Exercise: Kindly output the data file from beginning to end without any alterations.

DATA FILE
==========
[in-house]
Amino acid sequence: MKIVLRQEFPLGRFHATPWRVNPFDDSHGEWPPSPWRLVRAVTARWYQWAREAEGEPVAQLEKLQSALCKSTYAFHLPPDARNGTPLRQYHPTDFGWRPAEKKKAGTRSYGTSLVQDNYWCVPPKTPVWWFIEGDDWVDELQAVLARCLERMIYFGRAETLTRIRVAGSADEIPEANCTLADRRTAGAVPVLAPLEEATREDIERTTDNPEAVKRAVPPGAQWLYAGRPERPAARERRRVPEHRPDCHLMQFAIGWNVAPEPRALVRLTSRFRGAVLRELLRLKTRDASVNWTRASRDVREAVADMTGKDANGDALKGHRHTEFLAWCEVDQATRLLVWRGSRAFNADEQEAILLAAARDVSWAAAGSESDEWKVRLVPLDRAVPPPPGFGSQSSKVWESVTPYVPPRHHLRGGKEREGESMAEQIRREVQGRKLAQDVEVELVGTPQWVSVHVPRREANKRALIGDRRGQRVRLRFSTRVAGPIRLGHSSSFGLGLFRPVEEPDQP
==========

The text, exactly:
[in-house]
Amino acid sequence: MKIVLRQEFPLGRFHATPWRVNPFDDSHGEWPPSPWRLVRAVTARWYQWAREAEGEPVAQLEKLQSALCKSTYAFHLPPDARNGTPLRQYHPTDFGWRPAEKKKAGTRSYGTSLVQDNYWCVPPKTPVWWFIEGDDWVDELQAVLARCLERMIYFGRAETLTRIRVAGSADEIPEANCTLADRRTAGAVPVLAPLEEATREDIERTTDNPEAVKRAVPPGAQWLYAGRPERPAARERRRVPEHRPDCHLMQFAIGWNVAPEPRALVRLTSRFRGAVLRELLRLKTRDASVNWTRASRDVREAVADMTGKDANGDALKGHRHTEFLAWCEVDQATRLLVWRGSRAFNADEQEAILLAAARDVSWAAAGSESDEWKVRLVPLDRAVPPPPGFGSQSSKVWESVTPYVPPRHHLRGGKEREGESMAEQIRREVQGRKLAQDVEVELVGTPQWVSVHVPRREANKRALIGDRRGQRVRLRFSTRVAGPIRLGHSSSFGLGLFRPVEEPDQP